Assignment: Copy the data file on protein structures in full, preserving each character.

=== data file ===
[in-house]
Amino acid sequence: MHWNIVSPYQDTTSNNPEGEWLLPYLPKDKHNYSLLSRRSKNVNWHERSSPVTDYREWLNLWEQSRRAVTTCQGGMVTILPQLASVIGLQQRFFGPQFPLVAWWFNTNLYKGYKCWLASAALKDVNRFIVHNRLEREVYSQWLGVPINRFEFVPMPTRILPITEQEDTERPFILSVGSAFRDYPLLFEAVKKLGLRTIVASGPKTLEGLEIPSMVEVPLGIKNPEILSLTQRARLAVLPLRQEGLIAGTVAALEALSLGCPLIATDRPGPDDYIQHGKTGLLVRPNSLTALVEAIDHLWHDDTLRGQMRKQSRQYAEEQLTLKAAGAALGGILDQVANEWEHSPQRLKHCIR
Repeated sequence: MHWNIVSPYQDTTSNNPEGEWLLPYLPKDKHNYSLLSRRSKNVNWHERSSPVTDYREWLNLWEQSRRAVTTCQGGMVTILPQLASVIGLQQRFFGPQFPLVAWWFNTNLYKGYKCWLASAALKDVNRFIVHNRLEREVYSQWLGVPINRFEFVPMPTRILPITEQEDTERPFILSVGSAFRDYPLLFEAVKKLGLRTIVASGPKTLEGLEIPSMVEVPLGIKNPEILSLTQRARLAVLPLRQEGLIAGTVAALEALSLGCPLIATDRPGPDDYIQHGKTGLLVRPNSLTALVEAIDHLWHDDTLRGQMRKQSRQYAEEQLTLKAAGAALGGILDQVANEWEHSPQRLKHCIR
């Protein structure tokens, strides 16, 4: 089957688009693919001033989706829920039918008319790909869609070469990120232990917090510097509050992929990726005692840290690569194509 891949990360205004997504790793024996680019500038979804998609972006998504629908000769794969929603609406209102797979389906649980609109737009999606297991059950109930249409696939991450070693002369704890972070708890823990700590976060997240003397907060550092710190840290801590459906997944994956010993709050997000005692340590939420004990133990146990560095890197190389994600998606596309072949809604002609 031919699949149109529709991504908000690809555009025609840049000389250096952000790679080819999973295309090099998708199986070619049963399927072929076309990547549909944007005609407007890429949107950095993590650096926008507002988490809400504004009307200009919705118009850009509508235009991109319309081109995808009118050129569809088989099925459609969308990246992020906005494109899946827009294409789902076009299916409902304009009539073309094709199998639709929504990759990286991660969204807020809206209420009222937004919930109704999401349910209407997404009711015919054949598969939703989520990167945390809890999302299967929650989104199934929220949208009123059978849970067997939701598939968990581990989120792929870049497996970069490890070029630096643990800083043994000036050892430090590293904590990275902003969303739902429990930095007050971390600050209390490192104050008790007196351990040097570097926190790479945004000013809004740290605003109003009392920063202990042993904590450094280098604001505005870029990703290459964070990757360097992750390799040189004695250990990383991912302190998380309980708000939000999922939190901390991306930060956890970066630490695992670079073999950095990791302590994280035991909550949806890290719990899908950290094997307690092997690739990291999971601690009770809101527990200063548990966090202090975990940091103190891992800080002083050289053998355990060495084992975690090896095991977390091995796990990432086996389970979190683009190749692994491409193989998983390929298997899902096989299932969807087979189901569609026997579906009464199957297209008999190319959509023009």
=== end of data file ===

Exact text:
[in-house]
Amino acid sequence: MHWNIVSPYQDTTSNNPEGEWLLPYLPKDKHNYSLLSRRSKNVNWHERSSPVTDYREWLNLWEQSRRAVTTCQGGMVTILPQLASVIGLQQRFFGPQFPLVAWWFNTNLYKGYKCWLASAALKDVNRFIVHNRLEREVYSQWLGVPINRFEFVPMPTRILPITEQEDTERPFILSVGSAFRDYPLLFEAVKKLGLRTIVASGPKTLEGLEIPSMVEVPLGIKNPEILSLTQRARLAVLPLRQEGLIAGTVAALEALSLGCPLIATDRPGPDDYIQHGKTGLLVRPNSLTALVEAIDHLWHDDTLRGQMRKQSRQYAEEQLTLKAAGAALGGILDQVANEWEHSPQRLKHCIR
Repeated sequence: MHWNIVSPYQDTTSNNPEGEWLLPYLPKDKHNYSLLSRRSKNVNWHERSSPVTDYREWLNLWEQSRRAVTTCQGGMVTILPQLASVIGLQQRFFGPQFPLVAWWFNTNLYKGYKCWLASAALKDVNRFIVHNRLEREVYSQWLGVPINRFEFVPMPTRILPITEQEDTERPFILSVGSAFRDYPLLFEAVKKLGLRTIVASGPKTLEGLEIPSMVEVPLGIKNPEILSLTQRARLAVLPLRQEGLIAGTVAALEALSLGCPLIATDRPGPDDYIQHGKTGLLVRPNSLTALVEAIDHLWHDDTLRGQMRKQSRQYAEEQLTLKAAGAALGGILDQVANEWEHSPQRLKHCIR
């Protein structure tokens, strides 16, 4: 089957688009693919001033989706829920039918008319790909869609070469990120232990917090510097509050992929990726005692840290690569194509 891949990360205004997504790793024996680019500038979804998609972006998504629908000769794969929603609406209102797979389906649980609109737009999606297991059950109930249409696939991450070693002369704890972070708890823990700590976060997240003397907060550092710190840290801590459906997944994956010993709050997000005692340590939420004990133990146990560095890197190389994600998606596309072949809604002609 031919699949149109529709991504908000690809555009025609840049000389250096952000790679080819999973295309090099998708199986070619049963399927072929076309990547549909944007005609407007890429949107950095993590650096926008507002988490809400504004009307200009919705118009850009509508235009991109319309081109995808009118050129569809088989099925459609969308990246992020906005494109899946827009294409789902076009299916409902304009009539073309094709199998639709929504990759990286991660969204807020809206209420009222937004919930109704999401349910209407997404009711015919054949598969939703989520990167945390809890999302299967929650989104199934929220949208009123059978849970067997939701598939968990581990989120792929870049497996970069490890070029630096643990800083043994000036050892430090590293904590990275902003969303739902429990930095007050971390600050209390490192104050008790007196351990040097570097926190790479945004000013809004740290605003109003009392920063202990042993904590450094280098604001505005870029990703290459964070990757360097992750390799040189004695250990990383991912302190998380309980708000939000999922939190901390991306930060956890970066630490695992670079073999950095990791302590994280035991909550949806890290719990899908950290094997307690092997690739990291999971601690009770809101527990200063548990966090202090975990940091103190891992800080002083050289053998355990060495084992975690090896095991977390091995796990990432086996389970979190683009190749692994491409193989998983390929298997899902096989299932969807087979189901569609026997579906009464199957297209008999190319959509023009």